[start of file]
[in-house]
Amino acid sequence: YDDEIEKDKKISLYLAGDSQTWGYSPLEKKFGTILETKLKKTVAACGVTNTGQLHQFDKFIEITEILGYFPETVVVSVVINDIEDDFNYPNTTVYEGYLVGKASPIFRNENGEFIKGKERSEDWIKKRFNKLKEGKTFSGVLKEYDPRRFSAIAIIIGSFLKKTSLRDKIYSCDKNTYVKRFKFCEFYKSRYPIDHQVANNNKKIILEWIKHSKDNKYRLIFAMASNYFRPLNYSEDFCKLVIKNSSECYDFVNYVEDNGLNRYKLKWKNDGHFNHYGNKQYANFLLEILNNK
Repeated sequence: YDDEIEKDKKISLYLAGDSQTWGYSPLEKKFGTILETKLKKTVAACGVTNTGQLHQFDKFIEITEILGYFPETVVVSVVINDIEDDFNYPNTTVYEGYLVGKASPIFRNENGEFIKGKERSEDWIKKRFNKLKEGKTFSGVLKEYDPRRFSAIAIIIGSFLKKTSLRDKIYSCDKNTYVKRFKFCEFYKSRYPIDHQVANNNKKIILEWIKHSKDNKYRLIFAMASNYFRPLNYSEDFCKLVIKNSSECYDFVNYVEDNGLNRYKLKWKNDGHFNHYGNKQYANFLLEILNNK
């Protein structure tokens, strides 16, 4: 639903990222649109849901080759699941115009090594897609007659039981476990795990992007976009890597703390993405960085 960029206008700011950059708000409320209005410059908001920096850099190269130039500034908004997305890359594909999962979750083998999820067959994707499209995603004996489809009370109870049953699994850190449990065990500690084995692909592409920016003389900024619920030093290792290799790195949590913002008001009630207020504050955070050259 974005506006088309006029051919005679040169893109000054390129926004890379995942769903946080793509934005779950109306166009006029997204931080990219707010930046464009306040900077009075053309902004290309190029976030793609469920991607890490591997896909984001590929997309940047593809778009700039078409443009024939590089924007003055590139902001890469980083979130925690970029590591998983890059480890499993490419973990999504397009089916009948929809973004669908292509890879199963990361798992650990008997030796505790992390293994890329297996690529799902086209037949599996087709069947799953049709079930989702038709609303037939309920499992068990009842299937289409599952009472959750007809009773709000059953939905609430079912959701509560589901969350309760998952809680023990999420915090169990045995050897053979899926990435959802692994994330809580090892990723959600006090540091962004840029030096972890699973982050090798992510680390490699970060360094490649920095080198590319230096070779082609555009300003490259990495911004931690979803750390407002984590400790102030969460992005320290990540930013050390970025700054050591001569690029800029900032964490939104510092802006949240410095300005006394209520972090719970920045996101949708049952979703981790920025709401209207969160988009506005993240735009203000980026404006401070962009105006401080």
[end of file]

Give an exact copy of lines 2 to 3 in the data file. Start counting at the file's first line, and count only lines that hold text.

Amino acid sequence: YDDEIEKDKKISLYLAGDSQTWGYSPLEKKFGTILETKLKKTVAACGVTNTGQLHQFDKFIEITEILGYFPETVVVSVVINDIEDDFNYPNTTVYEGYLVGKASPIFRNENGEFIKGKERSEDWIKKRFNKLKEGKTFSGVLKEYDPRRFSAIAIIIGSFLKKTSLRDKIYSCDKNTYVKRFKFCEFYKSRYPIDHQVANNNKKIILEWIKHSKDNKYRLIFAMASNYFRPLNYSEDFCKLVIKNSSECYDFVNYVEDNGLNRYKLKWKNDGHFNHYGNKQYANFLLEILNNK
Repeated sequence: YDDEIEKDKKISLYLAGDSQTWGYSPLEKKFGTILETKLKKTVAACGVTNTGQLHQFDKFIEITEILGYFPETVVVSVVINDIEDDFNYPNTTVYEGYLVGKASPIFRNENGEFIKGKERSEDWIKKRFNKLKEGKTFSGVLKEYDPRRFSAIAIIIGSFLKKTSLRDKIYSCDKNTYVKRFKFCEFYKSRYPIDHQVANNNKKIILEWIKHSKDNKYRLIFAMASNYFRPLNYSEDFCKLVIKNSSECYDFVNYVEDNGLNRYKLKWKNDGHFNHYGNKQYANFLLEILNNK